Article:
60th Anniversary Celebration of Education Exchange
June 5, 2017
Last week, I had the privilege to participate in Fulbright Taiwan’s 60th Anniversary celebration in Taipei, which consisted of a Gala Dinner and Thought Leader Forum on “Leadership Challenge: Equity, Ethics, and Globalization.” In the past 60 years, Fulbright Taiwan has financed "over 1600 Taiwan grantees to the U.S. and 1400 U.S. Grantees to Taiwan." Check out Fulbright Taiwan's Program Annual Reports here for more info.
In Chinese culture, 60 years represents the completion of a full cycle of life and comes with much fanfare. This number is derived from multiplying the twelve zodiac animals by the five terrestrial elements: earth, wood, fire, metal, and water. 60th birthday celebrations, for example, are considered significant milestones and thus call for a large family gathering with ample gifts, “longevity noodles”, dumplings, red envelopes with money (hong bao), and more. In our case, Fulbright Taiwan celebrated with a gathering of all the 2016-17 Fulbright ETAs, American and Taiwanese Fulbright Scholars, Students, Fellows, Teachers, Board Directors, and foreign diplomats. There was also no shortage of food: the gala dinner consisted of appetizers, about five entrees (lobster with pasta, pork chops, and steamed grouper, just to name a few), and multiple desserts, including zongzi and peanut and sesame mochi!
The highlights of the 60th Anniversary celebration, however, came from the Fulbright Thought Leader Forum, which took place the following day at the Howard Civil Service International House. The Vice President of Taiwan, Chen Chien-Jen, Harvard professor and political philosopher extraordinaire, Dr. Michael Sandel, and Senior Fellow at the Brookings Institute, Dr. Richard Bush, were just a few of the exciting speakers who were in attendance. Participating in one of Dr. Sandel’s world-famous lectures was an unforgettable experience; I was awestruck when he managed to make a room full of 300+ cross-cultural and multi-generational audience members engage in debate about controversial topics such as same-sex marriage, nuclear weapons, and whether an app is a better match-maker than one’s parents. One of my LETs, Sarah from Huludun, was thrilled when she saw that Dr. Sandel was one of the keynote speakers. Sarah told me that she audited his online Harvard course, “Justice,” (available via edX) and watched many of the speeches he’s delivered around the world. (I have since also enrolled in his “Justice” course.)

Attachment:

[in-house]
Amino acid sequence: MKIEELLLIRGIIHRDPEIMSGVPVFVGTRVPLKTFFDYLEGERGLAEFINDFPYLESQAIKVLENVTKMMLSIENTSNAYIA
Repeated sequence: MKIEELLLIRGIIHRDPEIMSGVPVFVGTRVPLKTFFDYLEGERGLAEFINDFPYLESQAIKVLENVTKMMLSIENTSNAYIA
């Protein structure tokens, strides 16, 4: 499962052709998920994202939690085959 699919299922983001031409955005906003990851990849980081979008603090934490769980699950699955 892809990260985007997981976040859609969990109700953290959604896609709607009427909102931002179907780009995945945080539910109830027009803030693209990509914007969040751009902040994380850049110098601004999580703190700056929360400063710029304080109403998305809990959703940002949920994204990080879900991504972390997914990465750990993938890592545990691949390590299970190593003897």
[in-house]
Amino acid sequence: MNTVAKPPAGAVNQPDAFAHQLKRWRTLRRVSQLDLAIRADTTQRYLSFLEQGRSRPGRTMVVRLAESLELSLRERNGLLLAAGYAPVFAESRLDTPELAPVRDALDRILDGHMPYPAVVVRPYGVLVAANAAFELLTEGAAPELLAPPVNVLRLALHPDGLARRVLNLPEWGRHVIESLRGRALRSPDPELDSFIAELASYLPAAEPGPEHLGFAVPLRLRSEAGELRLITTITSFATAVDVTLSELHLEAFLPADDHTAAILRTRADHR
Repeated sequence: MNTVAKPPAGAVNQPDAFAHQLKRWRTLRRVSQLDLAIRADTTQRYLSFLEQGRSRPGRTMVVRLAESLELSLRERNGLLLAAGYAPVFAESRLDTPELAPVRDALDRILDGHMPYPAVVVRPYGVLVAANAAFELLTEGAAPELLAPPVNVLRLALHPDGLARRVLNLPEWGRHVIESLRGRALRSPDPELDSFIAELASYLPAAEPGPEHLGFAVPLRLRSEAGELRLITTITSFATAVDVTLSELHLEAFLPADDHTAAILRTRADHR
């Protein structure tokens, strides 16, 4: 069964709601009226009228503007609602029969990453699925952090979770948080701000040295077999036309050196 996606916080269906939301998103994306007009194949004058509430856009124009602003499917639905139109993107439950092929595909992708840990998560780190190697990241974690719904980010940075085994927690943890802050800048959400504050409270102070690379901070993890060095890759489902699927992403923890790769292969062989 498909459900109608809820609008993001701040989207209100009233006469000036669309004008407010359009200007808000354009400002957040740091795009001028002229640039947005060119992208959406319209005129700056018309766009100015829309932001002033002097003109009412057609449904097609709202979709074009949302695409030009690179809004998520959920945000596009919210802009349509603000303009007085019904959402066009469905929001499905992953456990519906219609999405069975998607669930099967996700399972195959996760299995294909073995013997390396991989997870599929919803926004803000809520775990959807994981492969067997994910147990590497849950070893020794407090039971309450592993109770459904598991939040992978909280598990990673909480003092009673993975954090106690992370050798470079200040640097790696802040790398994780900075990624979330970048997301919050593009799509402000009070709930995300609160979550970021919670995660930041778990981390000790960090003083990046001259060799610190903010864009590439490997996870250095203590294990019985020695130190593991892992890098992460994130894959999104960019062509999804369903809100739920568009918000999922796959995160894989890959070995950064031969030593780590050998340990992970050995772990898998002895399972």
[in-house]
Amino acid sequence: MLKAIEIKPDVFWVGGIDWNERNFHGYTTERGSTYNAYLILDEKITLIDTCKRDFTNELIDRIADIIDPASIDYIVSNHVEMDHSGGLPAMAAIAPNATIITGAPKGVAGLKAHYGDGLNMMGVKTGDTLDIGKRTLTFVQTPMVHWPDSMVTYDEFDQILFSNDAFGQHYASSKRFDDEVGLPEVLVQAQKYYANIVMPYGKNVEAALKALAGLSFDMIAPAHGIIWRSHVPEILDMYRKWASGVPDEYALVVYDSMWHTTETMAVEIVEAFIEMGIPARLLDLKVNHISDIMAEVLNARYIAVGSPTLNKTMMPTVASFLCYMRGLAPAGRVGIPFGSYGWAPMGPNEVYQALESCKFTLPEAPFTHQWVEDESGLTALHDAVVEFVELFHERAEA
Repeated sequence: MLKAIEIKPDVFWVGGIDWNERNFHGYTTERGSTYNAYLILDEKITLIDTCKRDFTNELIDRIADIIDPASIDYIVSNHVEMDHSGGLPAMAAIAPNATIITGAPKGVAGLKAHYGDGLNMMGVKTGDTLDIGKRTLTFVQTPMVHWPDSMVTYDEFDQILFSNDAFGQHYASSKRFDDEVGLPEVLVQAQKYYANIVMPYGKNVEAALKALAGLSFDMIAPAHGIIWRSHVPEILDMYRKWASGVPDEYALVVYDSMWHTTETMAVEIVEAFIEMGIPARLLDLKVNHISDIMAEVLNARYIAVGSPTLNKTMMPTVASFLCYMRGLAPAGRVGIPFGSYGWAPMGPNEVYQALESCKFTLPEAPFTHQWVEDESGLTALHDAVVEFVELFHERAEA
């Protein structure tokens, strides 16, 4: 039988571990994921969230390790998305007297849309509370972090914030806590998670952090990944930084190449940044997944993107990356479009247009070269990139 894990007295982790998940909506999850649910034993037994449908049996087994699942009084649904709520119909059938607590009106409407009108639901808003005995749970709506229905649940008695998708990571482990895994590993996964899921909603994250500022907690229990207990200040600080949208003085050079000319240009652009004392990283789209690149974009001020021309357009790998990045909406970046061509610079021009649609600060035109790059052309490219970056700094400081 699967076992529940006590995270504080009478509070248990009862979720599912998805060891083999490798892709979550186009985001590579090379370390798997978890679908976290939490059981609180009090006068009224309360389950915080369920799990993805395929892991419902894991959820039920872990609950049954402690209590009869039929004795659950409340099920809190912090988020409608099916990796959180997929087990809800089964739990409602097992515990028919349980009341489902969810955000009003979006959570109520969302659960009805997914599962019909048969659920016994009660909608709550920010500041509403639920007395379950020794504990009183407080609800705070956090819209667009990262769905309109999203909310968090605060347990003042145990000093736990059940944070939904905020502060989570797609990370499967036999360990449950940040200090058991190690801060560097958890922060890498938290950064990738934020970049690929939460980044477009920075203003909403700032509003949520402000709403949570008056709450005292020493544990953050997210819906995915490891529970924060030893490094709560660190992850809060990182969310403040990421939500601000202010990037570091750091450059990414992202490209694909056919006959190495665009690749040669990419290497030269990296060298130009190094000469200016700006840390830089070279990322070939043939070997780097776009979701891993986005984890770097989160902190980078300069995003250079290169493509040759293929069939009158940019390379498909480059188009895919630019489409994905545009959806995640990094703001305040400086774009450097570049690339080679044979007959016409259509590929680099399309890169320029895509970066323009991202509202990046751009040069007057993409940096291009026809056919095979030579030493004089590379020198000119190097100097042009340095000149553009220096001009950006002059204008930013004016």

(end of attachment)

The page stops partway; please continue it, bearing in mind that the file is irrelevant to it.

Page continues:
Hearing Sarah’s excitement the night before the Forum, I knew that we would be in for a treat. Now I understand the reasoning behind all of his accolades and the resonance of his philosophical views (which roughly fall under the umbrella of what's known as "communitarianism"). Now more than ever, his calls for a more inclusive society and engaging with people who harbor different opinions and world-views are vital. One of his quotes from the forum particularly stood out to me, “Deep mutual respect comes not from avoiding, but engaging with the competing moral views of others.” His interactive lecture demonstrates the possibility of reasoning together in public spaces about big moral issues in a respectful – not divisive – manner. His words were a welcome tonic for such divisive times. After listening to Dr. Sandel’s talk, I’ve added a couple new books to my reading list: Justice: What’s the Right Thing to Do? (2011) and J. D. Vance’s Hillbilly Elegy: A Memoir of a Family and Culture in Crisis (2016). After his talk, I managed to get an autograph from him on the Forum program (after fighting my way through a large crowd of people surrounding a flustered-looking Dr. Sandel).
In addition, we heard from an impressive line-up of Taiwanese scholars during a Round-Table Discussion, including Academia Sinica Research Fellow, Dr. Yun-Han Chu, Chairman of the Social Democratic Party, Dr. Yun Fan, Founder and President of Junyi Academy, Shin-Chou Fang, and NGO Lawyer and NTU professor, Dr. Ching-Yi Liu, among others. Topics spanned the gamut from inequities in education in Taiwan, to human rights issues in Taiwan, and the U.S. Presidential Election. The event ended somewhat anti-climactically, as everyone simply trickled out of the venue and parted ways after very brief closing remarks. Nonetheless, it was bittersweet to wrap up the final Fulbright Taiwan conference and yet another reminder of how little time we have left remaining at our schools. It’s hard to believe! I'm really going to miss Taiwan.